The LMC Automotive consulting firm expects U.S. sales of new fully electric vehicles to hit nearly 400,000 this year, almost double last year’s figures. But they still make up only about 2.6% of sales. The firm expects sales to grow to more than 730,000 next year and more than 2 million by 2025. Even at 2 million, EV sales still would be only about 12% of U.S. new vehicle sales.
Earlier this year, President Joe Biden got a commitment from the auto industry to produce electric vehicles for as much as half of U.S. new vehicle sales by 2030.
Source: The Dallas Morning News
December 8, 2021
Toyota Motor Corp. TM -2.73% is set to invest $1.25 billion and create 1,750 jobs with a new electric-vehicle battery plant in rural North Carolina, according to a public incentives deal approved Monday.
State and local governments offered an incentive package of more than $435 million over 20 years if the project in Randolph County meets investment benchmarks. The new plant, called Toyota TM -2.78% Battery Manufacturing, North Carolina, is slated to start production in 2025. The jobs would pay roughly $62,000 a year on average, according to the state.
The development would be a boon to North Carolina, which has been the rare Southern state without a major auto production or electric-vehicle battery facility. The state has lagged behind neighboring South Carolina.
Alabama, Georgia, Tennessee and Kentucky have become major players in a region of the U.S. that increasingly dominates auto production at the expense of traditional strongholds such as Detroit.
State and local economic-development groups in North Carolina have spent a decade grading land, moving utility lines and annexing acreage to prepare a shovel-ready 1,825-acre site 25 miles south of Greensboro in hopes of landing an auto company. North Carolina had repeatedly lost out to states with an auto-making footprint, most notably in 2018 when Toyota and Mazda Motor Corp. cited proximity to auto suppliers in picking Alabama for a $1.6 billion assembly plant.
Toyota has been an electric-vehicle skeptic, one of the few major auto makers without a fully electric vehicle in wide distribution in the U.S. Its North Carolina plans reflect the mounting pressure on global auto makers to develop and sell battery-powered cars. Toyota, the world’s largest car maker by vehicle sales, had long viewed hybrid gas-electric vehicles as preferable to pure electric cars because of the difficulty of making and charging batteries suitable for such vehicles.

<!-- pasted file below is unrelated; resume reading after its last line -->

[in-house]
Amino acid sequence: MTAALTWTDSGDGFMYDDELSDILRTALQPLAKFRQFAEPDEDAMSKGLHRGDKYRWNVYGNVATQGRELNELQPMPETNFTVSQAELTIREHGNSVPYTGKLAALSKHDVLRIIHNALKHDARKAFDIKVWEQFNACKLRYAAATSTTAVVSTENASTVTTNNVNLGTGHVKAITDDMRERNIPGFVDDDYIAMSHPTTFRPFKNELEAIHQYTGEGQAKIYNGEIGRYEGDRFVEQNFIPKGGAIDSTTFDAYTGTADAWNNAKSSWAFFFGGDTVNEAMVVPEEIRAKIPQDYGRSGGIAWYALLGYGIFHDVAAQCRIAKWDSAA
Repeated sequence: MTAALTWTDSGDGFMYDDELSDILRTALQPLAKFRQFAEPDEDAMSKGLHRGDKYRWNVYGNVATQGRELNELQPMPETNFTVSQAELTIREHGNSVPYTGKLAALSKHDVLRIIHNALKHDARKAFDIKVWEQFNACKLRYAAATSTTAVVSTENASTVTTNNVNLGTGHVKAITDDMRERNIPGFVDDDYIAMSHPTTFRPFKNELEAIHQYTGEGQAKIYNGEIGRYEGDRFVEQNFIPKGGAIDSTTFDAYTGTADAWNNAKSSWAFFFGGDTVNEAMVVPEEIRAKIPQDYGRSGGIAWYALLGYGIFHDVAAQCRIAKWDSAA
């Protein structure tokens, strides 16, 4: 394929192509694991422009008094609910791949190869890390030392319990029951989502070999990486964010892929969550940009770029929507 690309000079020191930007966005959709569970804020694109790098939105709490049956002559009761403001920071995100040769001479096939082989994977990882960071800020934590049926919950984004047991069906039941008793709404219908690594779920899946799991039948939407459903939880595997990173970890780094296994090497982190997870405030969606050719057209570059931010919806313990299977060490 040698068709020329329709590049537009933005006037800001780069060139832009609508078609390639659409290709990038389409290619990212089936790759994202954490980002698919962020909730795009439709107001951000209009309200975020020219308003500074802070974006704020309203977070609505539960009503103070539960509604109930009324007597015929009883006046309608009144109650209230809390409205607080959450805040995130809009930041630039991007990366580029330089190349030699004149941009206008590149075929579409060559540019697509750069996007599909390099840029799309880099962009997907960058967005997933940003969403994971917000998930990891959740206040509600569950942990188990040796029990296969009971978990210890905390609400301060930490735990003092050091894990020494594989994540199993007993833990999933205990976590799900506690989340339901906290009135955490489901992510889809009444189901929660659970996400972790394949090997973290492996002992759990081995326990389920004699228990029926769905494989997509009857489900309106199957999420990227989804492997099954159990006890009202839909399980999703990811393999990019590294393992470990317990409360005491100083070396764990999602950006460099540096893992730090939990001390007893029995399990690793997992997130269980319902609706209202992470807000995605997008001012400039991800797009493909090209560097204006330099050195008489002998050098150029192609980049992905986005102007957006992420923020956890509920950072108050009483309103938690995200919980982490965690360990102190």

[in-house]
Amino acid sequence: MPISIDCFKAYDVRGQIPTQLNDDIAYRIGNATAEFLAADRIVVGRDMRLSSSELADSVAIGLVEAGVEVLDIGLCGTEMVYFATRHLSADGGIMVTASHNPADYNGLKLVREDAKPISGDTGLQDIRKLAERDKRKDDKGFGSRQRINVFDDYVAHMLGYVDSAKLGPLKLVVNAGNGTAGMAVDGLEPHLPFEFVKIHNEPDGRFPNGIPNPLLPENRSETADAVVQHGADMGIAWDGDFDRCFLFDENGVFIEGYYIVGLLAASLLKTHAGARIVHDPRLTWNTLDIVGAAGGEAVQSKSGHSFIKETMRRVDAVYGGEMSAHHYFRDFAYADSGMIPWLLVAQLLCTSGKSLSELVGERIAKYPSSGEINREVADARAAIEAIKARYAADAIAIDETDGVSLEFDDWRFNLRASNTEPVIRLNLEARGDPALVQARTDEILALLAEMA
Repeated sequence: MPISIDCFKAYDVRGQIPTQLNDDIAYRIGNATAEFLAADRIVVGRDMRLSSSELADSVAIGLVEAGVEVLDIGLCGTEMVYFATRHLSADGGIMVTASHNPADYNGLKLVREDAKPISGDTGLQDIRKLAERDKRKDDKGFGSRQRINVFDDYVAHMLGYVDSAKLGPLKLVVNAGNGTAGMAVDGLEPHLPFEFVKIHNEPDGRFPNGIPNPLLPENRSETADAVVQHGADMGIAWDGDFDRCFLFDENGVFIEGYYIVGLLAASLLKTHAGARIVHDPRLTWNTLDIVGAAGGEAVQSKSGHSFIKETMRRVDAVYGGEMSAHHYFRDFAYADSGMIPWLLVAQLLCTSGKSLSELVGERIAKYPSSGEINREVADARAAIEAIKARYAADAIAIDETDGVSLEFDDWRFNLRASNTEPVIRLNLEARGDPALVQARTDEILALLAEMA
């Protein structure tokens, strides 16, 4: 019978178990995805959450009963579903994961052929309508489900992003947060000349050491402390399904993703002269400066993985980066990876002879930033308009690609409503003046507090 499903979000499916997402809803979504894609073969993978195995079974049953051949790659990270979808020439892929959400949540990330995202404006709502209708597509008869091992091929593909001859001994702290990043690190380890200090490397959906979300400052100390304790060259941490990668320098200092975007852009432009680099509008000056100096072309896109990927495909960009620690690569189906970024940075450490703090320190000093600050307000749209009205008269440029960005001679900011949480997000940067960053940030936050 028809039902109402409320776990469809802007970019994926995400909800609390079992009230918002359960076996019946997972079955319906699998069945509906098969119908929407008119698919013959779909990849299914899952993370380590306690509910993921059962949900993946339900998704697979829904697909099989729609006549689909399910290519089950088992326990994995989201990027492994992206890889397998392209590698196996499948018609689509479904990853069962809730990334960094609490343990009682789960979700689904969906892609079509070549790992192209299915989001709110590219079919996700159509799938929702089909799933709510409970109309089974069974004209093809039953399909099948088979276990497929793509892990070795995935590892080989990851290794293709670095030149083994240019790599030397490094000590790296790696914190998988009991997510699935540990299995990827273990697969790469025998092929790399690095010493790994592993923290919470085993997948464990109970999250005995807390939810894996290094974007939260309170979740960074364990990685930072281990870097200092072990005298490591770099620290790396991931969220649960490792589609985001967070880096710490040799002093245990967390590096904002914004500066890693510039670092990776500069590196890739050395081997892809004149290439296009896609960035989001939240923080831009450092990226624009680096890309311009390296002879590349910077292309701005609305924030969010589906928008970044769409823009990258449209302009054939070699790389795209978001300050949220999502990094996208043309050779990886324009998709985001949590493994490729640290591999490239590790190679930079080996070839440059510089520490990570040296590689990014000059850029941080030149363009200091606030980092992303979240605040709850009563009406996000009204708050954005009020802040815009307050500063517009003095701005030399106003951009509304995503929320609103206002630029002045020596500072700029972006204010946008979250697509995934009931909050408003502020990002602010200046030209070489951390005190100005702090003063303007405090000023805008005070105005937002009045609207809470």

Earlier this fall, Toyota said it would spend $9 billion to build battery factories as it ramps up to sell two million electric vehicles annually by the end of the decade. Toyota, like Ford Motor Co. and other rivals, is opting to build its batteries in-house, a bet on the merits of controlling its own supply rather than relying on an outside supplier.
Analysts say energy costs are a major consideration for battery facilities, because they use up to five times as much energy as a typical auto plant. Randolph County is in a former textile region in the center of the state known for its access to plentiful water and cheap energy. According to local economic development managers, utility rates are up to 30% less than the U.S. national average.
Source: Wall Street Journal
December 7, 2021
The company that will this afternoon announce a more than $1 billion project at the Greensboro-Randolph Megasite has now been made public.
During this morning’s meeting of the North Carolina Department of Commerce Economic Incentives Committee, an entity headed by the Toyota Motor Company — Toyota Battery Manufacturing Inc. — was approved to receive $338 million in Job Development Investment Grant (JDIG), funds that were included in the 2022 state budget.
Committee members were told during the meeting that North Carolina won out over nine states considered for the project, all of them offering significant economic incentives.
Toyota has already electrified approximately 25% of its vehicle production, committee members were told, which is only the beginning of its plans for hybrid and battery-electric vehicles.
That meeting followed approval of economic incentives by the Randolph Board of County Commissioners in the form of property tax reductions over 20 years plus conveyance of property at no cost, and by the Greensboro City Council for water and sewer service installation at no cost.
Toyota will invest at least $1 billion in the plant and create 1,750 new jobs. A plan for a Phase II expansion, if the company so chooses, would bring the total investment to more than $3 billion and bring a total of 3,875 jobs.
"This project will anchor the entire 17-county Carolina Core region," Loren Hill, the regional economic development director for the Piedmont Triad Partnership, told the Randolph County board.
A formal announcement of the project will be held at the Greensboro-Randolph Megasite this afternoon at 2 p.m. Stay tuned to Triad Business Journal for further details later today.
Source: Triad Business Journal